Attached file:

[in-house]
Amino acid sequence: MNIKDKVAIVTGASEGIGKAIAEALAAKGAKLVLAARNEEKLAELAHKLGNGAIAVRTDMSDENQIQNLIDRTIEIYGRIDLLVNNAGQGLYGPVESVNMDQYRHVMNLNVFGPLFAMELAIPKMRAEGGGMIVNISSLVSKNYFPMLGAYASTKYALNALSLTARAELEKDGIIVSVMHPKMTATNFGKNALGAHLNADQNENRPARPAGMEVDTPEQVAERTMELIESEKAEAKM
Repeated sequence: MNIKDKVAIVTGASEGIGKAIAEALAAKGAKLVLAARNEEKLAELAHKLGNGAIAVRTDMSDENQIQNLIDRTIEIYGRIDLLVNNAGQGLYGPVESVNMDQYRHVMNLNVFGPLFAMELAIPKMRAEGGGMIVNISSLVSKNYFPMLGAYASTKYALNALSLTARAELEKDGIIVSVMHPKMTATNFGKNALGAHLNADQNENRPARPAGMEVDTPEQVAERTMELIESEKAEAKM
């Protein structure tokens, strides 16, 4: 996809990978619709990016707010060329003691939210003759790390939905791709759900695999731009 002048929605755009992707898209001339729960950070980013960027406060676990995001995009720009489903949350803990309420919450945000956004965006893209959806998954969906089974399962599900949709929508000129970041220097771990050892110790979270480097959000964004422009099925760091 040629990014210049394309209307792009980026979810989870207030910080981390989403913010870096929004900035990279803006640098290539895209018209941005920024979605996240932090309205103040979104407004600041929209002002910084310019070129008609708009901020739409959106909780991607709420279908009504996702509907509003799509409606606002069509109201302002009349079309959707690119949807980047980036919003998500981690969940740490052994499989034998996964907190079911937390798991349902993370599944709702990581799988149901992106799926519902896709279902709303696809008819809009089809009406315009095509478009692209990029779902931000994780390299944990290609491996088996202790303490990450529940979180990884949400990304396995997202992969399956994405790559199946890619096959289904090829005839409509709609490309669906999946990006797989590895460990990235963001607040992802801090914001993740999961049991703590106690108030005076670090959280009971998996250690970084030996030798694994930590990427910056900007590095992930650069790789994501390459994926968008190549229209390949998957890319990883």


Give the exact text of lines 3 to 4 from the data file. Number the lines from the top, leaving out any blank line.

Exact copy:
Repeated sequence: MNIKDKVAIVTGASEGIGKAIAEALAAKGAKLVLAARNEEKLAELAHKLGNGAIAVRTDMSDENQIQNLIDRTIEIYGRIDLLVNNAGQGLYGPVESVNMDQYRHVMNLNVFGPLFAMELAIPKMRAEGGGMIVNISSLVSKNYFPMLGAYASTKYALNALSLTARAELEKDGIIVSVMHPKMTATNFGKNALGAHLNADQNENRPARPAGMEVDTPEQVAERTMELIESEKAEAKM
């Protein structure tokens, strides 16, 4: 996809990978619709990016707010060329003691939210003759790390939905791709759900695999731009 002048929605755009992707898209001339729960950070980013960027406060676990995001995009720009489903949350803990309420919450945000956004965006893209959806998954969906089974399962599900949709929508000129970041220097771990050892110790979270480097959000964004422009099925760091 040629990014210049394309209307792009980026979810989870207030910080981390989403913010870096929004900035990279803006640098290539895209018209941005920024979605996240932090309205103040979104407004600041929209002002910084310019070129008609708009901020739409959106909780991607709420279908009504996702509907509003799509409606606002069509109201302002009349079309959707690119949807980047980036919003998500981690969940740490052994499989034998996964907190079911937390798991349902993370599944709702990581799988149901992106799926519902896709279902709303696809008819809009089809009406315009095509478009692209990029779902931000994780390299944990290609491996088996202790303490990450529940979180990884949400990304396995997202992969399956994405790559199946890619096959289904090829005839409509709609490309669906999946990006797989590895460990990235963001607040992802801090914001993740999961049991703590106690108030005076670090959280009971998996250690970084030996030798694994930590990427910056900007590095992930650069790789994501390459994926968008190549229209390949998957890319990883």